This was all the more surprising given that the result of this inquiry was (contrary to media coverage) a clear defeat for the Lawrences. Their lawyers argued that the incompetence of the police investigation was so incredible that it could be explained only by corrupt manipulation through professional criminals associated with the five suspects. The bulk of the report is directed to considering, and emphatically rejecting, this allegation. All the more reason, then, for asking a wider question: whether those in the office of constable are capable of feeling the collars of 21st-century felons.
It may be that we are now misled, by Inspector Morse and P D James's philosopher-policemen, into thinking that the Met does much crime-solving, just as an earlier generation was misled by Dixon of Dock Green to believe that the force was incorruptible. That canker infected the Met until Robert Mark took over in 1975, and Paul Condon has been actively engaged in combating its resurgence.
What nobody has much noticed is how other countries which share our traditions have recognised that crime is much too important to be left to the police. In the 1980s, Canada and Australia set up National Crimes Authorities run by judges and investigators to tackle serious offences, while in New York the special prosecutor system, in which detection is done by aggressive lawyers, put Mafia leaders, politicians and corrupt policemen behind bars. There is little doubt that a French investigative magistrate, or a Kenneth Starr or a Rudolph Giuliani, would have found evidence for the guilt or innocence of the Lawrence suspects within a few days of the crime.
But in Britain, during the Thatcher years, quantity rather than quality was the vote-winning catch-cry. Thousands more police were recruited, but home secretaries ran scared of necessary reforms which might upset the Luddites of the Police Federation or the 43 chief constables all jealous of their patch. The best detective work was done against terrorism - at a national level and outside the police force - by MI5 and army intelligence, using Special Branch as their runners. But "ordinary crimes", however serious, have been left to orthodox policing - with the results that are now all too apparent from the Macpherson report. It demonstrates that 400 years after Shakespeare, Constables Dogberry and Elbow have been promoted to senior positions in the Met. For that reason alone, its main recommendation should have been for a royal commission on the police.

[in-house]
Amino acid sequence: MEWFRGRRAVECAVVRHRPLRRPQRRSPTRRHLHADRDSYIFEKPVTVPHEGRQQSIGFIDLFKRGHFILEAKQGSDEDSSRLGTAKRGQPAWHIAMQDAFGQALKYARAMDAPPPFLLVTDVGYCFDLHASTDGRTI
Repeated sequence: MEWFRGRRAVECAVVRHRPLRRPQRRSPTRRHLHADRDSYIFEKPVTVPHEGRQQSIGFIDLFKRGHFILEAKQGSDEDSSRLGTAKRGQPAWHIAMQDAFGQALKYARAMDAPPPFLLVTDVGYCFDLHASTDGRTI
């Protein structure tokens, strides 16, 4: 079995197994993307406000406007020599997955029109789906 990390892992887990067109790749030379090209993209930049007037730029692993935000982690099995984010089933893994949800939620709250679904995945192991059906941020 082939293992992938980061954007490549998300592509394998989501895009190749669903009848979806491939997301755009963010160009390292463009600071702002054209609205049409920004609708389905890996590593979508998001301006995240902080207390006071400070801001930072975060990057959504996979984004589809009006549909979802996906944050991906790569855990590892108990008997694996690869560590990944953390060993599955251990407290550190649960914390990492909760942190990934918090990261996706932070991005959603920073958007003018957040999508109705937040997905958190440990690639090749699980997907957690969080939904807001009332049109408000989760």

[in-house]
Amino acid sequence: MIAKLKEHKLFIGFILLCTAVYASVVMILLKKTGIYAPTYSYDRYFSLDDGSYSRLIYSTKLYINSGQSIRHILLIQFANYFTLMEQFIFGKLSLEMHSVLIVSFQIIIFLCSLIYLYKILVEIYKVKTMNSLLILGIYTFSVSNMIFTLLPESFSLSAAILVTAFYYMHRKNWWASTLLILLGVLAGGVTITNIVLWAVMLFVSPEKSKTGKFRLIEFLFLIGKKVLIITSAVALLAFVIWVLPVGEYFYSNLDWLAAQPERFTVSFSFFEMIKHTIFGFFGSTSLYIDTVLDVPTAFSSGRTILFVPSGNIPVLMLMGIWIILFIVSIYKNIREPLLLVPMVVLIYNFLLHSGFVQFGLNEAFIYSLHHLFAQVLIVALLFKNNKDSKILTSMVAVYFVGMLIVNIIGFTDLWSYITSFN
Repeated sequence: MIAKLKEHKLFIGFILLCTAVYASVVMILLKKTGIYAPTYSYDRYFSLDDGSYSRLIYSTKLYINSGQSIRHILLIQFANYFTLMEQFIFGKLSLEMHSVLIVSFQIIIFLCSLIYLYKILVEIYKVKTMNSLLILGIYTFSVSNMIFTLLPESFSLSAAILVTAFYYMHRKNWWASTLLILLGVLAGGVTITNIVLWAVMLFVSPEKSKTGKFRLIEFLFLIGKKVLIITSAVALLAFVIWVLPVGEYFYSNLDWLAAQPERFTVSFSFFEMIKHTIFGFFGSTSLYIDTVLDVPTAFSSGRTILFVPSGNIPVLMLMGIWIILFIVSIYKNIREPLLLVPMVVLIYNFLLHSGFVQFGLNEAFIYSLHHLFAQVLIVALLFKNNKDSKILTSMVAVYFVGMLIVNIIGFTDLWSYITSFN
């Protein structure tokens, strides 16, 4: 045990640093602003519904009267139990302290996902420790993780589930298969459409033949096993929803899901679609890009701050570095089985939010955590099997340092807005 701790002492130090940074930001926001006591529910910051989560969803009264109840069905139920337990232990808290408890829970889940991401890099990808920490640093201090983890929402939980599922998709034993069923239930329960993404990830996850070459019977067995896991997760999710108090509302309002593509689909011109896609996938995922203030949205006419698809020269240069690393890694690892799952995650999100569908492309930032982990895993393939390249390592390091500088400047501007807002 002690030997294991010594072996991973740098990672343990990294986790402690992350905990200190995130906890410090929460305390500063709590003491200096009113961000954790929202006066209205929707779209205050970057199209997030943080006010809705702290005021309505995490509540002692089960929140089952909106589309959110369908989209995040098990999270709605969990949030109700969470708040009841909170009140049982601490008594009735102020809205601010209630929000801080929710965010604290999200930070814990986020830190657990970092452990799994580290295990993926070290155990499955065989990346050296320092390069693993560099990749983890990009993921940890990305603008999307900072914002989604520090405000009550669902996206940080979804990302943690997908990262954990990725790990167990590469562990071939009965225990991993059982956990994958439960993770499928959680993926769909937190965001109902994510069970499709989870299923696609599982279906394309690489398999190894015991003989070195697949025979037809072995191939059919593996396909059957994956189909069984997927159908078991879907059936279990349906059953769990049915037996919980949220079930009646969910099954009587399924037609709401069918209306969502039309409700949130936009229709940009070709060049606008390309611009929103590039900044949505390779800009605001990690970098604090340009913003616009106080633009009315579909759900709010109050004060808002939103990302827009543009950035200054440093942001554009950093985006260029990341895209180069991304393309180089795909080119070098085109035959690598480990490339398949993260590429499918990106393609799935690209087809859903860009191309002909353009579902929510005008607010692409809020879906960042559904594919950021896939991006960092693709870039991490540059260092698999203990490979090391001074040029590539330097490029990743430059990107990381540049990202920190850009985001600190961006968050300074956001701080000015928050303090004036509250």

However, racism is the focus of its actual recommendations, and some are all the more valuable for being long overdue. The best of them are, in fact, not race specific: legal aid for representation at inquests will
benefit all bereaved families, as will a rule requiring coroners to disclose police evidence, as they have churlishly refused to do in the past at inquests into the deaths of Blair Peach and Helen Smith.